Despite being in the midst of one of the most prolific periods of his career – releasing four albums and one EP between 2016 and 2021 – Kurt Wagner was questioning things. “What the fuck am I doing?” he asked himself last year, momentarily trapped in a period of despair, before getting back to work and making another album.
The resulting record is one steeped in reflection. With the backdrop of Wagner acting as primary caregiver for his father, along with his own uneasiness around life and ageing, mortality naturally seeped into his consciousness and an album exploring the essence of life, self and spirituality – in a non-religious manner, that is – floated out.
On the opening “His Song Is Sung”, a track rich in engulfing yet dramatic strings, tender piano and warm production, Wagner sings: “I confess I have no purpose/I’m not complaining/Now these days are measured by the number/Thirty summers from today”. It may present an image of an artist 30 years into his career, who was already a late bloomer, feeling a little at sea or losing their creative footing, but the artistic transition that follows on the album indicates anything but.
Lead single “Police Dog Blues” is a beautiful encapsulation of such a journey; a vast amalgamation of styles that takes in soaring soul, sprawling rock, subtle jazz, buoyant funk and that distinctive Lambchop quality that comes from the simple but potent combination of Wagner’s low-hum honeyed vocals with delicate piano (here provided by Andrew Broder). It captures the tone of an album that is rich in ambition, scope and innovation, and for which genre categorisation feels utterly futile.
On 2021’s Showtunes, a sonic departure in itself, there was an almost ambient stillness, the album unfurling along in gently rippling waves. While there are similar moments to be heard, such as on the deeply atmospheric “So There”, there’s much more dynamism, punch and vitality here. “Little Black Books’’ is as close to dance music as Lambchop has ever been. It’s a track that glides from futuristic electronic funk to snapping beats coupled with melodic stabs of piano and wobbly Auto-Tune. It’s a bold and expansive song that feels emblematic of where Wagner is as an artist: making ceaselessly unpredictable music. Perhaps this track’s closest musical relationship is to be found with contemporary hip-hop as it increasingly embraces more dance-leaning elements.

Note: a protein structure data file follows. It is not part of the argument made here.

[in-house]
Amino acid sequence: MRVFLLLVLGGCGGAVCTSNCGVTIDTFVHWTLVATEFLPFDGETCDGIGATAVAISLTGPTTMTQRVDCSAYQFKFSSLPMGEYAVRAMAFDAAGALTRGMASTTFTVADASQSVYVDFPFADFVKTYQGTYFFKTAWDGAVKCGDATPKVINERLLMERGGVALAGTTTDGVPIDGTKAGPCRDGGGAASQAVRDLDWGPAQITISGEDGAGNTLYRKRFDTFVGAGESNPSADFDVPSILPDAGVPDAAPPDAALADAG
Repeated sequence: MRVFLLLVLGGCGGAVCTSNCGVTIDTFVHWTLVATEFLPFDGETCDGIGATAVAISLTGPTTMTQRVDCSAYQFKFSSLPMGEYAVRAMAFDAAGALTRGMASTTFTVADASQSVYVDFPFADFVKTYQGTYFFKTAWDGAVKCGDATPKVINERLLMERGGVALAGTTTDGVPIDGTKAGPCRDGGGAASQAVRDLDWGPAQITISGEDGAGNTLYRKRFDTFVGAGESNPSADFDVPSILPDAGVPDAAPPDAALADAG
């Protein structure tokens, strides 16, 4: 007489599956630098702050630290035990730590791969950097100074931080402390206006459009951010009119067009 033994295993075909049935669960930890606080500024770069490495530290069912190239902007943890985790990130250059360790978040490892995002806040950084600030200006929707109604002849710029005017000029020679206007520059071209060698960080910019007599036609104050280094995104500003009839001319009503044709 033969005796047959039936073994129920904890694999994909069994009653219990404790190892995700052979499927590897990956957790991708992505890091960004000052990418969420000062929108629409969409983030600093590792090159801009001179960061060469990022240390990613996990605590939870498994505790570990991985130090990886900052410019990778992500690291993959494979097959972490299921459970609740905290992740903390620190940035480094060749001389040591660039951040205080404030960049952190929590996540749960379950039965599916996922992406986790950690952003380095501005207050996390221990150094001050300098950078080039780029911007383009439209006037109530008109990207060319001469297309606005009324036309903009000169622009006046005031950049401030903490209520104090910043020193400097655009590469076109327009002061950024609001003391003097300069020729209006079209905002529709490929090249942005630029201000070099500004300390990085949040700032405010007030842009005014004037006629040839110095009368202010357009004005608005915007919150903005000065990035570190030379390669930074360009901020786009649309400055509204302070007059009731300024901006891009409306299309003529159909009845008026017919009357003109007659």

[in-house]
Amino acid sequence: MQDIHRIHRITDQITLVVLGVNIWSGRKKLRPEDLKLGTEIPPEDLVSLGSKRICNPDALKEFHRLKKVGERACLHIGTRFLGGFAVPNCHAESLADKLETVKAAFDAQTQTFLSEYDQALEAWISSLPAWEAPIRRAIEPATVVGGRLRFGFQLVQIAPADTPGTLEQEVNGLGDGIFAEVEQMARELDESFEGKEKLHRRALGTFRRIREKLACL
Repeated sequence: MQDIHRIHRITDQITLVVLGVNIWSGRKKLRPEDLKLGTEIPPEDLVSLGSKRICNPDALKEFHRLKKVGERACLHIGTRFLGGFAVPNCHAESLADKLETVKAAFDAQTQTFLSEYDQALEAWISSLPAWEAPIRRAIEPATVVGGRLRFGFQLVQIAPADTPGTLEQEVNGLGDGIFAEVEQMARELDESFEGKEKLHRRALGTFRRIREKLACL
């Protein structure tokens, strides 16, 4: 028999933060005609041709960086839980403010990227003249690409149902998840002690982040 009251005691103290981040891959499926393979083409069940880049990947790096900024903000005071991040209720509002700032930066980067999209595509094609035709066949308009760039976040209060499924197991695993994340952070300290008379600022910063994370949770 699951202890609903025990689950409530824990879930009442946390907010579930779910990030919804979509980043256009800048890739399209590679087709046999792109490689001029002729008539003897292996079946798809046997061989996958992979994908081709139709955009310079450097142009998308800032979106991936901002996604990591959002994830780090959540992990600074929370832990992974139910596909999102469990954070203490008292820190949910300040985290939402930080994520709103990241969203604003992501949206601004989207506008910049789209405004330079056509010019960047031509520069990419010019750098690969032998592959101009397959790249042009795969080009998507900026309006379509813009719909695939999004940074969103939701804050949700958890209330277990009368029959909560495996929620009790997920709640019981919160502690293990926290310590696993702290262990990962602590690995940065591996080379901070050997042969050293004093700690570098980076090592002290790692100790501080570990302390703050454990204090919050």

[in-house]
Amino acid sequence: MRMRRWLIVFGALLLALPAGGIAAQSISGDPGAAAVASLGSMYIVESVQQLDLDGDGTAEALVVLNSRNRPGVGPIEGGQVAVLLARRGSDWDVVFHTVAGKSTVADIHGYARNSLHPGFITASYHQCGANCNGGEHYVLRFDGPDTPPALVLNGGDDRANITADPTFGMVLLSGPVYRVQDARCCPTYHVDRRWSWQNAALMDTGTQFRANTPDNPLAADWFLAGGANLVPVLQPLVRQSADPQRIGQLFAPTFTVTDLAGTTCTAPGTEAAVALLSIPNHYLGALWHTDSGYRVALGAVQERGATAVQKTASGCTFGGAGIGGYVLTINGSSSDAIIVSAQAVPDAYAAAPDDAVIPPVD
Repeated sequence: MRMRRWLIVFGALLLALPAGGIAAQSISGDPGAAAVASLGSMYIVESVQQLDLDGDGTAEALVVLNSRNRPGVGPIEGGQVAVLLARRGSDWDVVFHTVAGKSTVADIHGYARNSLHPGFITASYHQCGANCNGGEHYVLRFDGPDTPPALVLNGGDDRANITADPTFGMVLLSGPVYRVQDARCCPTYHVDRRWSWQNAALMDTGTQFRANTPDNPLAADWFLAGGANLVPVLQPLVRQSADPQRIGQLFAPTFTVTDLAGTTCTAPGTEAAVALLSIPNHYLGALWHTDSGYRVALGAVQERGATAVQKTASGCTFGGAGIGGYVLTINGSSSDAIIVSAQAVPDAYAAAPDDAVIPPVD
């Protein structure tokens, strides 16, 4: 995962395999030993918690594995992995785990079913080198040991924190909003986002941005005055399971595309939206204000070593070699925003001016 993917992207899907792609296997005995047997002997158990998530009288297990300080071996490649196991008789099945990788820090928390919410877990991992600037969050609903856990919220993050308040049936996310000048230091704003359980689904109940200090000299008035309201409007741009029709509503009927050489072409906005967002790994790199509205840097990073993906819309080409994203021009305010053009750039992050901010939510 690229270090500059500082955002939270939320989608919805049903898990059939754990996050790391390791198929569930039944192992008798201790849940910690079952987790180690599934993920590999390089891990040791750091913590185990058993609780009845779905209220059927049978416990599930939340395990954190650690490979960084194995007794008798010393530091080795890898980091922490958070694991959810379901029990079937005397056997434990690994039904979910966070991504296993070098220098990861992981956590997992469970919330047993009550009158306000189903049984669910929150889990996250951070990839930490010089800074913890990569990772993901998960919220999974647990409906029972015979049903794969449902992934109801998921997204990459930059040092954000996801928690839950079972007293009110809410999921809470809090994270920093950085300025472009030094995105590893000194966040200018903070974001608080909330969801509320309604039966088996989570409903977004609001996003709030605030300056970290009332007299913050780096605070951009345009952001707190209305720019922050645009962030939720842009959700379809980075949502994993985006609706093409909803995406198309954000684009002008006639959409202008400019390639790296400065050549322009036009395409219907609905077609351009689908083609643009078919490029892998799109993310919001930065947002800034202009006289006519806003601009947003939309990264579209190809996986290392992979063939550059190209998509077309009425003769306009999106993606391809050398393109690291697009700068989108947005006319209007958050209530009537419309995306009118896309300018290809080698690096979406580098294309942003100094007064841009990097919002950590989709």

“Whatever Mortal” begins as almost straight-up jazz, with bouncing double-bass standing firmly as the skeleton of the song, before spirited gospel vocals appear in harmony around an infectiously melodic refrain. This soon becomes enveloped by a stirring brass section that lifts the song into a rousing section before it settles into a distinctly unique groove, existing somewhere between jazz, soul and introspective electronica. The opening lyrics of “I am not OK with this but here we are” once again suggest a disaffected state, but the musical counterpoint employed takes the song from a position of seeming despondency into an enhanced state of musical joy. It’s a tactic deployed throughout the record, one with moments of intense melancholia that can border on the depressive, but are constantly elevated by surprise musical bursts. This creates great clashes of feelings, as reflective soul-searching and rousing joy collide simultaneously. If Wagner is shooting for something fundamentally spiritual here, perhaps it’s linked to the overwhelming feeling of finding surprising beauty and connection in life during a period when it seems most unlikely. The huge list of contributors for this album reads more like a community than a credit list, and this kind of collective energy is clearly something Wagner has harnessed.
These endless twists and turns that Wagner keeps making musically – that in many ways have come to define Lambchop’s late career – may feel disorientating for some early-day adopters used to that more classically Americana sound. However, despite being born from a period of deep questioning and self-reflection, The Bible doesn’t feel like a confused or lost musician chasing the zeitgeist or wandering aimlessly. Instead, it’s the work of a focused artist who is consistently attempting to stretch out the parameters of their own ever-expanding sonic world.
Last year, City Slang label boss Christof Ellinghaus told Uncut, “Kurt doesn’t have a single nostalgic bone in his body”, and that’s no more evident than here. Everything about The Bible suggests a fierce, steely gaze locked onto the horizon, proving that maybe more artists should stop for a moment and ask, “What the fuck am I doing?” In this instance, it has resulted in yet another late-career highlight.